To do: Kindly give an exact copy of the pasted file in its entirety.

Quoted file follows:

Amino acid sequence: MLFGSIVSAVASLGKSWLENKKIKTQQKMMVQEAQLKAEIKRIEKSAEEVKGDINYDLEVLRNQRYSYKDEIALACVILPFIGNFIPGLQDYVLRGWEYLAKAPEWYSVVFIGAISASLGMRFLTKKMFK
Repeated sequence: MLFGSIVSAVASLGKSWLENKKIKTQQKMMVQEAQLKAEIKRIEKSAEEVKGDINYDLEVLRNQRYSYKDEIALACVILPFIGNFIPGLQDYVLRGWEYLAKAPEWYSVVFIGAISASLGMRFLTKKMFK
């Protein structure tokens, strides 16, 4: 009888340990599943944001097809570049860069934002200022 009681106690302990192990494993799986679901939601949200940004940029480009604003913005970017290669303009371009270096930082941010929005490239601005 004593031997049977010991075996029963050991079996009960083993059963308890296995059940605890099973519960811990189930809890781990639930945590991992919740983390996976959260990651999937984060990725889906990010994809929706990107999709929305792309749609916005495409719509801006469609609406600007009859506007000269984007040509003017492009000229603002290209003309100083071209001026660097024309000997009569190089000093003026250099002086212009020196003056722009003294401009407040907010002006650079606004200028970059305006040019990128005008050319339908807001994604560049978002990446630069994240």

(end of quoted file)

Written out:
Amino acid sequence: MLFGSIVSAVASLGKSWLENKKIKTQQKMMVQEAQLKAEIKRIEKSAEEVKGDINYDLEVLRNQRYSYKDEIALACVILPFIGNFIPGLQDYVLRGWEYLAKAPEWYSVVFIGAISASLGMRFLTKKMFK
Repeated sequence: MLFGSIVSAVASLGKSWLENKKIKTQQKMMVQEAQLKAEIKRIEKSAEEVKGDINYDLEVLRNQRYSYKDEIALACVILPFIGNFIPGLQDYVLRGWEYLAKAPEWYSVVFIGAISASLGMRFLTKKMFK
């Protein structure tokens, strides 16, 4: 009888340990599943944001097809570049860069934002200022 009681106690302990192990494993799986679901939601949200940004940029480009604003913005970017290669303009371009270096930082941010929005490239601005 004593031997049977010991075996029963050991079996009960083993059963308890296995059940605890099973519960811990189930809890781990639930945590991992919740983390996976959260990651999937984060990725889906990010994809929706990107999709929305792309749609916005495409719509801006469609609406600007009859506007000269984007040509003017492009000229603002290209003309100083071209001026660097024309000997009569190089000093003026250099002086212009020196003056722009003294401009407040907010002006650079606004200028970059305006040019990128005008050319339908807001994604560049978002990446630069994240």